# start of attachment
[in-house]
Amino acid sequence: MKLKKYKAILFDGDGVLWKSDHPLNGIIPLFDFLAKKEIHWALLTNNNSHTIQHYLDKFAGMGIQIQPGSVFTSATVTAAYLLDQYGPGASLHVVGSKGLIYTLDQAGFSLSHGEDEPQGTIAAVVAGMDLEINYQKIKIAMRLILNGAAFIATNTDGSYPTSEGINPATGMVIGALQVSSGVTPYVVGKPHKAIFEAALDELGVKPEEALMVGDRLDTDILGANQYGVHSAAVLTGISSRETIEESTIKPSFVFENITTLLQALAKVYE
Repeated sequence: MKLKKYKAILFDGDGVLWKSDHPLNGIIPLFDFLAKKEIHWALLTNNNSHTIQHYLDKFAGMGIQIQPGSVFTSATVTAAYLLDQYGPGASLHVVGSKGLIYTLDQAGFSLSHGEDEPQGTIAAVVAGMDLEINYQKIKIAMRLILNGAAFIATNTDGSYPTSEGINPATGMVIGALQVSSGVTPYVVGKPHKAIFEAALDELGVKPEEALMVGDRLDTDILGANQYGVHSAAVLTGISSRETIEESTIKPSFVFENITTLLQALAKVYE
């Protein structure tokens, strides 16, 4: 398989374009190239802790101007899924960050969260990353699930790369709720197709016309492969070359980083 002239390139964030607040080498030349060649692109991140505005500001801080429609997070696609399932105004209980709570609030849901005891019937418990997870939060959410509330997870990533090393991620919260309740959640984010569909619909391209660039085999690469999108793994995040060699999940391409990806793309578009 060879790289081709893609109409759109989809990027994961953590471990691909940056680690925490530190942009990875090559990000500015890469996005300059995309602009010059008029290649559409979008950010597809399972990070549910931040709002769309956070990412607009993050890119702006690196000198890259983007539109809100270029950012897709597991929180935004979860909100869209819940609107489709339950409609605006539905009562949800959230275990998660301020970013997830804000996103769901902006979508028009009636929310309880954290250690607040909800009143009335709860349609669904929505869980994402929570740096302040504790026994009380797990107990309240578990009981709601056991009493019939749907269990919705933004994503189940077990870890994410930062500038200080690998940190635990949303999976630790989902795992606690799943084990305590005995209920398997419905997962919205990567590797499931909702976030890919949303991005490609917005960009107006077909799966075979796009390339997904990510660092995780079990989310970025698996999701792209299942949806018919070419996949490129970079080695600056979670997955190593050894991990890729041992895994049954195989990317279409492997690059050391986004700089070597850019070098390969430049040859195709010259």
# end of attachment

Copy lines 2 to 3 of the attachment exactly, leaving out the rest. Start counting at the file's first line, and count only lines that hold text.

Amino acid sequence: MKLKKYKAILFDGDGVLWKSDHPLNGIIPLFDFLAKKEIHWALLTNNNSHTIQHYLDKFAGMGIQIQPGSVFTSATVTAAYLLDQYGPGASLHVVGSKGLIYTLDQAGFSLSHGEDEPQGTIAAVVAGMDLEINYQKIKIAMRLILNGAAFIATNTDGSYPTSEGINPATGMVIGALQVSSGVTPYVVGKPHKAIFEAALDELGVKPEEALMVGDRLDTDILGANQYGVHSAAVLTGISSRETIEESTIKPSFVFENITTLLQALAKVYE
Repeated sequence: MKLKKYKAILFDGDGVLWKSDHPLNGIIPLFDFLAKKEIHWALLTNNNSHTIQHYLDKFAGMGIQIQPGSVFTSATVTAAYLLDQYGPGASLHVVGSKGLIYTLDQAGFSLSHGEDEPQGTIAAVVAGMDLEINYQKIKIAMRLILNGAAFIATNTDGSYPTSEGINPATGMVIGALQVSSGVTPYVVGKPHKAIFEAALDELGVKPEEALMVGDRLDTDILGANQYGVHSAAVLTGISSRETIEESTIKPSFVFENITTLLQALAKVYE